Daily Pharmacy News

Get your free subscription started now. Just enter your email address below.

Guidance on Evaluation and Management of Allergic Reactions to COVID-19 Vaccines

Revaccination of people who had previous allergic reactions to COVID-19 vaccines is addressed in a guidance update of the 2021 GRADE (Grading of Recommendations Assessment, Development and Evaluation) recommendations. “While graded dosing (or stepwise desensitization) and premedication with either antihistamine or glucocorticosteroids are considered generally safe approaches, neither are required and have not been proven necessary compared to no premedication and/or administering a single vaccine dose in persons with a history of reaction to the vaccine or vaccine excipient,” authors write. “These management options are consistent with recommendations in past vaccine allergy practice parameters and may still be preferred steps by some patients and administering clinicians.”

The article describes the development of the guidance using a modified Delphi panel of experts in allergy, anaphylaxis, vaccinology, infectious diseases, emergency medicine, and primary care from Australia, Canada, Europe, Japan, South Africa, the United Kingdom, and the United States. “Recent meta-analyses assessed the incidence of severe allergic reactions to initial COVID-19 vaccination, risk of mRNA-COVID-19 revaccination after an initial reaction, and diagnostic accuracy of COVID-19 vaccine and vaccine excipient testing in predicting reactions,” the authors write. “We recommend vaccination for persons without COVID-19 vaccine excipient allergy and revaccination after a prior immediate allergic reaction. We suggest against >15-minute postvaccination observation. We recommend against mRNA vaccine or excipient skin testing to predict outcomes. We suggest revaccination of persons with an immediate allergic reaction to the mRNA vaccine or excipients be performed by a person with vaccine allergy expertise in a properly equipped setting. We suggest against premedication, split-dosing, or special precautions because of a comorbid allergic history.”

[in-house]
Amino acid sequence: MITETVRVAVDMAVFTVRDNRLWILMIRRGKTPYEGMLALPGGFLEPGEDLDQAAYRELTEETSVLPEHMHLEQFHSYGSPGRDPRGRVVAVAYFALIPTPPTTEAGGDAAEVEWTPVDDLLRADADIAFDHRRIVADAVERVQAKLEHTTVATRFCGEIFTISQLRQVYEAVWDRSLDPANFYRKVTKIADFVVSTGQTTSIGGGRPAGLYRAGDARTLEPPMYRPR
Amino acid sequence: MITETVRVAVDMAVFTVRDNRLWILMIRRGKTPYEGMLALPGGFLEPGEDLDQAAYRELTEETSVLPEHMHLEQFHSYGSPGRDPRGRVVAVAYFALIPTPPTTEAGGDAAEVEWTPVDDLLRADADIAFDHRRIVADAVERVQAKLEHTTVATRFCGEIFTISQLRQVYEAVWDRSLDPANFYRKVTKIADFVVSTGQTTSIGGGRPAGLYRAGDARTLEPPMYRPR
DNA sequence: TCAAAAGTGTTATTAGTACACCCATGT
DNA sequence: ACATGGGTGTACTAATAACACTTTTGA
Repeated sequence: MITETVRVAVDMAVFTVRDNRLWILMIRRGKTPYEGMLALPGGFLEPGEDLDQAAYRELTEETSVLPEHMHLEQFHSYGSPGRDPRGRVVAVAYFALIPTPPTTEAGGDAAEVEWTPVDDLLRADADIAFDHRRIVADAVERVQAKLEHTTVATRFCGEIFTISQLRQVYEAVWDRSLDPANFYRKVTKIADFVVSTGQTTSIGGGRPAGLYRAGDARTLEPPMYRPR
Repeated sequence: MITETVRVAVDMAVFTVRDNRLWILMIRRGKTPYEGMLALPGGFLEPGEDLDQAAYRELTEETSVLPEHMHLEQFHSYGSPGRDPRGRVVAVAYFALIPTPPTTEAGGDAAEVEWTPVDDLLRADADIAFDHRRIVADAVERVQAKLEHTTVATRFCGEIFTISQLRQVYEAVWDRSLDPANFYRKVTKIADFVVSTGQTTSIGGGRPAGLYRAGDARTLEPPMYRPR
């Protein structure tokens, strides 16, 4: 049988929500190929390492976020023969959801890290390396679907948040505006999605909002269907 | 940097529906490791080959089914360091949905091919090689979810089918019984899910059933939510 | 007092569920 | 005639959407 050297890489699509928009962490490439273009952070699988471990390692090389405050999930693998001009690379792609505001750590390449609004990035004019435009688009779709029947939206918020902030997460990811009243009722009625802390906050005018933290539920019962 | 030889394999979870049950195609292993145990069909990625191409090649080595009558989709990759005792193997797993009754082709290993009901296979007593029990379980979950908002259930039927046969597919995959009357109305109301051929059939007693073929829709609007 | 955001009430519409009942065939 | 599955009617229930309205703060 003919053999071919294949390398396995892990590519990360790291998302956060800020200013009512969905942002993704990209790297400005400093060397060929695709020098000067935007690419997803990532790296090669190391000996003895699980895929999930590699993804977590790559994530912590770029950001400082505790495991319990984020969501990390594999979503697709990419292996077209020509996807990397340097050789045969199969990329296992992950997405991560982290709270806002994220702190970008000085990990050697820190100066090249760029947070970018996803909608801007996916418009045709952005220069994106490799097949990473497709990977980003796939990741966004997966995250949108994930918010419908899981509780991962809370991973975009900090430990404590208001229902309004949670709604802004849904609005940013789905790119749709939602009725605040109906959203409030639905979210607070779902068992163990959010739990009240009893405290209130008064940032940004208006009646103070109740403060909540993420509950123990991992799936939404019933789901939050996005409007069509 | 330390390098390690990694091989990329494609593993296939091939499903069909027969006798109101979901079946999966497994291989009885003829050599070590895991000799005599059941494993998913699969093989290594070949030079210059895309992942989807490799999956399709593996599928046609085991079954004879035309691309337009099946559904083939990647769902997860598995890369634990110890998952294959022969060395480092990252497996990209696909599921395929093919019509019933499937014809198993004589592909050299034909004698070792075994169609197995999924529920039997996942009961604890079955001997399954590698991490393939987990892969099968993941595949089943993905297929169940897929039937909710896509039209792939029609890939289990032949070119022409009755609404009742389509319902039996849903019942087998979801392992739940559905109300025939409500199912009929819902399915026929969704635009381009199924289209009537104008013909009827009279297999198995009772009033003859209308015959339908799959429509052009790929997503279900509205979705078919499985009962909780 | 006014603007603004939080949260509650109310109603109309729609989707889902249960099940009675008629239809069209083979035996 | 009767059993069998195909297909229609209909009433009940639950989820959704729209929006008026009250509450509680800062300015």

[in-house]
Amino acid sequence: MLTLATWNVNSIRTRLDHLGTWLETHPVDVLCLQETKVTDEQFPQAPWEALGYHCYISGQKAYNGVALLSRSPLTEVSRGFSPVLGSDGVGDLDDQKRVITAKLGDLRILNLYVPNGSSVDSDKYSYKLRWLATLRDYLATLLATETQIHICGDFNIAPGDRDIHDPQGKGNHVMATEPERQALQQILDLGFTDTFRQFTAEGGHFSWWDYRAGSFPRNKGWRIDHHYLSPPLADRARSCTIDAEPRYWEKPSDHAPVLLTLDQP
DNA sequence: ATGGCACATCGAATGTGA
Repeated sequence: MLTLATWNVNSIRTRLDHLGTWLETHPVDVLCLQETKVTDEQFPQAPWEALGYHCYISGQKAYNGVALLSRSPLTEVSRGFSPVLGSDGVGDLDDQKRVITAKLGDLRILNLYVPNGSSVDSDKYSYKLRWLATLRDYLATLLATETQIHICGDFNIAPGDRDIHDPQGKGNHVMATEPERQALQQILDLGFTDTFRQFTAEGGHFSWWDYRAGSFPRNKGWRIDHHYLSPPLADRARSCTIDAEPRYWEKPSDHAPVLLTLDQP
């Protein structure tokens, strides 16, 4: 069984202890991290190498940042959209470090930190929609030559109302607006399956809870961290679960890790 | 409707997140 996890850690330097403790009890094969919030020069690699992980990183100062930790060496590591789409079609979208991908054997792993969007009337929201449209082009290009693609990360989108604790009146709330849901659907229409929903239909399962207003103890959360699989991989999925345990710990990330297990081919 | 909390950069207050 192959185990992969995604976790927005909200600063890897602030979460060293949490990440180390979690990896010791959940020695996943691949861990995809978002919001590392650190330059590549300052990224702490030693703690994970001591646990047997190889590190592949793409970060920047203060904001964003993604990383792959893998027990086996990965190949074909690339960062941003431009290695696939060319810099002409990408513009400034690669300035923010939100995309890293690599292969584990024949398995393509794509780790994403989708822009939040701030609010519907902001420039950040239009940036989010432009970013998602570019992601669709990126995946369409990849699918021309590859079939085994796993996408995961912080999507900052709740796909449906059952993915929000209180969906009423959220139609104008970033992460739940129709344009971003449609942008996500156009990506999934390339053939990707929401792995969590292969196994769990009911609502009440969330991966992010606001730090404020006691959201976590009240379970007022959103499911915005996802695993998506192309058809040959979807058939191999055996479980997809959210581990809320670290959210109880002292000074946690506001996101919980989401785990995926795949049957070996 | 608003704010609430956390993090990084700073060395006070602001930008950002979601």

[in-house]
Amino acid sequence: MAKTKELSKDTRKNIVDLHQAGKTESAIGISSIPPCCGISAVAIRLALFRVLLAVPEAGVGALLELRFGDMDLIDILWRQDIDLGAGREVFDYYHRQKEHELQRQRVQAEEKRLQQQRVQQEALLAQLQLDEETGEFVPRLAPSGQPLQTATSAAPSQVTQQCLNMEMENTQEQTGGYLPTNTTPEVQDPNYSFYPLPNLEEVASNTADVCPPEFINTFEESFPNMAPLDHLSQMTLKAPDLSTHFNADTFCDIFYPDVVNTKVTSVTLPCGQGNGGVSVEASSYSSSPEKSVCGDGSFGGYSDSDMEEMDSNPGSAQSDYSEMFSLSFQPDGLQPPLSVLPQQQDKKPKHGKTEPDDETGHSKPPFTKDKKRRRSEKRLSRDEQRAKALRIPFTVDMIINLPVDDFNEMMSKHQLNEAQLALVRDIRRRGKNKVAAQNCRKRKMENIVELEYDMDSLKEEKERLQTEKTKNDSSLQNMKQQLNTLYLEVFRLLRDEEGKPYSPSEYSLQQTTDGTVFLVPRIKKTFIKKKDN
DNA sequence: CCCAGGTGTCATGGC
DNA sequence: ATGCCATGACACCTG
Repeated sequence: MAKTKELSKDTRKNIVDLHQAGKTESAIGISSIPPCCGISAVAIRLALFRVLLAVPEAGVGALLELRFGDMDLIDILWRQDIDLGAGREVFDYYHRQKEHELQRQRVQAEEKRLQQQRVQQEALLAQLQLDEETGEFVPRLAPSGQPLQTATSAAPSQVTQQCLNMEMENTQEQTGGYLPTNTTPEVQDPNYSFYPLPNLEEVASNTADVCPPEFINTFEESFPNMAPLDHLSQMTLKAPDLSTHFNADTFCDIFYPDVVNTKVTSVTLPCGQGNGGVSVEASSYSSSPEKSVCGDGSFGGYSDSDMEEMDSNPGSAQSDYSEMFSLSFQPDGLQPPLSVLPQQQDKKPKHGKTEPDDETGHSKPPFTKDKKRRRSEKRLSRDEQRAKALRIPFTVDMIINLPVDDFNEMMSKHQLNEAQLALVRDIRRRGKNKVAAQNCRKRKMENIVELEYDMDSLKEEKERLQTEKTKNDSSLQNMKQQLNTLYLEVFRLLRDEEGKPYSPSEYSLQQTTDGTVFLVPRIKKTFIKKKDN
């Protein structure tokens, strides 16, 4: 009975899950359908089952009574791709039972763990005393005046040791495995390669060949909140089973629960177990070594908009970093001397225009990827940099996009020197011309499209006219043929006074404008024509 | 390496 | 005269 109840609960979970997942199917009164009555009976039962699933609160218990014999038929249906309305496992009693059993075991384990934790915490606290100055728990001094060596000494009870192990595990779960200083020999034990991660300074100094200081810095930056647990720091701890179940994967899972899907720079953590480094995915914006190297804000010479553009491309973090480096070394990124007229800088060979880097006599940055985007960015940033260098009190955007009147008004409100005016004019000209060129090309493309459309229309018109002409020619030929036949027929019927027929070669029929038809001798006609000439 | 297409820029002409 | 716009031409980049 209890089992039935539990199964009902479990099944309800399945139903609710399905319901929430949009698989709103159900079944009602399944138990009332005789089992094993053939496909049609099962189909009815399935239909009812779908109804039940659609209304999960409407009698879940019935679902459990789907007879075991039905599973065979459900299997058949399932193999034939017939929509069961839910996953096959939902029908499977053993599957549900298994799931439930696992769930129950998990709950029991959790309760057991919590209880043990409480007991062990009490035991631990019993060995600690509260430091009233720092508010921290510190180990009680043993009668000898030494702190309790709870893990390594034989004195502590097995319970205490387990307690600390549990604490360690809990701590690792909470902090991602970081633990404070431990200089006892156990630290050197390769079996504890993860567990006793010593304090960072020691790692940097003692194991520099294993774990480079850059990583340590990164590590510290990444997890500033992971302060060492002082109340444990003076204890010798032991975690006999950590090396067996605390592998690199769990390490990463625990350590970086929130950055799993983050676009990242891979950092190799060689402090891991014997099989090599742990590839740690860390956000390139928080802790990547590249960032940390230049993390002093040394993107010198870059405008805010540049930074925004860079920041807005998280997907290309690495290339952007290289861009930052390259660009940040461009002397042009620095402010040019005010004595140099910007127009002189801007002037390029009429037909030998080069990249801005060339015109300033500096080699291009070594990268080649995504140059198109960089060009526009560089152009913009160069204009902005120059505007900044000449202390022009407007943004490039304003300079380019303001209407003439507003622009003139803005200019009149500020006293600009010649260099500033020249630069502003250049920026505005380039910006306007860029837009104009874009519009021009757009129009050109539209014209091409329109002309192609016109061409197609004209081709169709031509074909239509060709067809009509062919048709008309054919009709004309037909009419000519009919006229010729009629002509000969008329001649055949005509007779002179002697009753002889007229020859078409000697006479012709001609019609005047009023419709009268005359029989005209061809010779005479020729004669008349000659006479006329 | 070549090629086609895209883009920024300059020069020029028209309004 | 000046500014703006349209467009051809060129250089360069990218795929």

Source: Journal of Allergy and Clinical Immunology